Working towards Weddings!
Work was progressing, in earnest, on the restoration of the 1906 farm house in the winter of 2000, when at Christmas time, our middle daughter Kirsten became engaged, followed shortly by the engagement of her older sister, Kimberly, early in January of 2001. Both of them informed us that they would like to marry during the Summer of 2001, utilizing the family farm in some way. More specifically, Kimberly & Peter wished to get married in the 1898 Bank Barn, while Kirsten & Josh desired to use the barn for their reception.
Well, we could have said “no”, but what are parents for! So the answer was “yes”. We needed to temporarily abandon work on the farmhouse and begin, with avengeance, on the barn. So, Maureen and the girls started working, planning…and praying. George, our son Ryan, future son-in-law Josh, two very dear friends, Louie and Randy, and a group of Randy’s buddies went to work at full speed. We began on the Bank Barn and surrounding corral, replacing fence in the field and re-roofing the old machine shed. Barn flooring, posts, beams and siding were removed and replaced (more work than words). Sliding barn doors & track were replaced, Poison Ivy removed (on the hottest day of Spring) and a twenty-five by forty-five foot deck was added in front of the barn. Finally, lighting, outlets and fans were added, of course, after electricity was installed, then the floor was sanded and sealed.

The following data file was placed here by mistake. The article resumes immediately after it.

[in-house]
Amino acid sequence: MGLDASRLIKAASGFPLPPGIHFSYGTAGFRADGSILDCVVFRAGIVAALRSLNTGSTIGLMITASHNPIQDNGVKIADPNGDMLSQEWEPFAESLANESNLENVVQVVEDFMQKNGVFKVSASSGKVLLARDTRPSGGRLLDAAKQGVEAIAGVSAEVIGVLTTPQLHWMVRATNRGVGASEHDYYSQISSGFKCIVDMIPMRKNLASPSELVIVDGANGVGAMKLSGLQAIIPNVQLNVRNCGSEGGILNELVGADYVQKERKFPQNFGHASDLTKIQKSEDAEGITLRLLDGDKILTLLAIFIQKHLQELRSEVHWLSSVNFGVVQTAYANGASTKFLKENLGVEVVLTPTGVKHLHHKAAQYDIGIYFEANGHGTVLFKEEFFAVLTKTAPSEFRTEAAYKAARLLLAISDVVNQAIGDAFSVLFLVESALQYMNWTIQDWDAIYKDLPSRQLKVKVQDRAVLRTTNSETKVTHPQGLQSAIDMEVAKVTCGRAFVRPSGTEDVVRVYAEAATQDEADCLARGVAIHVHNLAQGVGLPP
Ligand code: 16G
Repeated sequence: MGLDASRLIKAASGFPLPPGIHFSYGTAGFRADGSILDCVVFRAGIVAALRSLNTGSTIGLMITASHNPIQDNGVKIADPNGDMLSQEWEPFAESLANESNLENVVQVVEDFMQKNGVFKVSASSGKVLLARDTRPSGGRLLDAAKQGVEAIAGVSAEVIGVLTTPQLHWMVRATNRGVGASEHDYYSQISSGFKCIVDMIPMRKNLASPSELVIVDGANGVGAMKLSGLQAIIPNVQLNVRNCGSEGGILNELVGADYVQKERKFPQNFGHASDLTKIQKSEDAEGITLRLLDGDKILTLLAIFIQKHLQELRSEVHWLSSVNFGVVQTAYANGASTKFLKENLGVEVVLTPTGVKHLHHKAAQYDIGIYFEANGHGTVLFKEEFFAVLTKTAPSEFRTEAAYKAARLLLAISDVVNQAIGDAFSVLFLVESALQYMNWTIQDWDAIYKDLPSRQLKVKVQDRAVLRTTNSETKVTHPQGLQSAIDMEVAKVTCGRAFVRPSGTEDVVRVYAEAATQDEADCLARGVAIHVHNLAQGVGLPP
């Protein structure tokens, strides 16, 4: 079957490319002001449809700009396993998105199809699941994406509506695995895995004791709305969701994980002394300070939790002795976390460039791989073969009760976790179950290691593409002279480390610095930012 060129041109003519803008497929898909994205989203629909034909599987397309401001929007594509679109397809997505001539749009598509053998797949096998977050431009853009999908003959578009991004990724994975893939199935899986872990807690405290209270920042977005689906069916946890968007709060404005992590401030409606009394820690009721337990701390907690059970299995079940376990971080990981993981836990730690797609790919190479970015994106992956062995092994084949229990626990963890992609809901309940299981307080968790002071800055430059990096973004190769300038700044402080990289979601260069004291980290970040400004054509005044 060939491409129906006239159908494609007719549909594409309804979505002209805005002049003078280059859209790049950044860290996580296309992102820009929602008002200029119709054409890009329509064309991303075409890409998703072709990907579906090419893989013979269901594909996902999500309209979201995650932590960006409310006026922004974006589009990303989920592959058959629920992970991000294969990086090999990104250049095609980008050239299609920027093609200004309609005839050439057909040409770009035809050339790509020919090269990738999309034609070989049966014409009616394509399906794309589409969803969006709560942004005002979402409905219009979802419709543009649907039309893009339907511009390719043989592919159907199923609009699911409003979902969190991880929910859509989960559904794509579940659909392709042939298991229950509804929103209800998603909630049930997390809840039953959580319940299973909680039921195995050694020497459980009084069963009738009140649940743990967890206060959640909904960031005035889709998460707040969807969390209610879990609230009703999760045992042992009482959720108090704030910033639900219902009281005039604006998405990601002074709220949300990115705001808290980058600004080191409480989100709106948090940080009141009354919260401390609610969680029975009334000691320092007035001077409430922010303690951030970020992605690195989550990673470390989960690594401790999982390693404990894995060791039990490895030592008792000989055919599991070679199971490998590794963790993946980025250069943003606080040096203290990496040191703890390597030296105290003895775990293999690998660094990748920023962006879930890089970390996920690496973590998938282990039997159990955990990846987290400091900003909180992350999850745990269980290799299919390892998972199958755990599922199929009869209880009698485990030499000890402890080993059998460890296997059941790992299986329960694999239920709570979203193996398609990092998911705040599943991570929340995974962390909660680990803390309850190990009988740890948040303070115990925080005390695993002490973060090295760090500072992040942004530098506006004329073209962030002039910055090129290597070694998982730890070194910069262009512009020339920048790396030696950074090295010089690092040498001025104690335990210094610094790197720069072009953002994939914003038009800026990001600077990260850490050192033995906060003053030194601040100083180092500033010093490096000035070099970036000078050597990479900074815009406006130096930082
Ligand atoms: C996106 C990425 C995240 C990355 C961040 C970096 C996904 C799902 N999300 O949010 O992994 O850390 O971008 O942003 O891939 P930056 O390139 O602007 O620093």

After a brief rain, late on June 15th, the dawn of June 16th. brought bright blue skies, puffy white clouds, and a spring breeze to the picturesque farm. Guests arrived and a wonderful celebration followed while Kimberly became the first direct descendant of Conrad Botzum to marry at the old homestead. Then on August 11th, on an almost duplicate day, Kirsten was married at The Chapel, in Akron and welcomed friends and family to her reception hosted in the barn.
Much has been accomplished along with The Bank Barn. Beside the new roof on the Machine Shed and the new fencing, routine mowing and maintenance continues.
Since the weddings, work has continued on the house. All the new heating, air-conditioning, plumbing and electrical is in. The house is insulated, drywalled and painted. All of the windows have been installed and George, who has been wearing a carpenters hat for many years, doing the trim work, has finally put back on his architects cap. The porch has been completely redone in rough sawn cedar and redwood, including custom made screens. All of the kitchen cabinets and counter tops have been installed, along with bright, sparkling, white appliances. The floors have all been sanded and sealed on all three floors. All four bathrooms are in and working, along with paint, wall paper borders and light fixtures. All floors are trimmed and stained and varnished. In fact, the last thing needed is to a few five panel ladder doors to finish everything.
The Summer of 2005 saw us rebuilding the Sweitzer Barn foundation with old sandstone foundation blocks, demolishing the collapsing 1930′s cottage and mowing lots and lots of grass.
In the Spring and Summer of 2007 we constructed handicapped accessible toilets with hot and cold running water and flush toilets. This Spring we will be completing the exterior with cedar shingles and stone, along with some landscaping. These are a welcome addition to the farmstead and a great relief from the blue plastic boxes we utilized for 7 years. I’ll never understand why our brides hesitated a little about stuffing their poofy dresses into a 3 foot by 3 foot cubbie on a hot summer day. Oh well!
We are hoping to take on some new projects this fall and winter. We’ll keep you posted.
10 Oct 2012 admin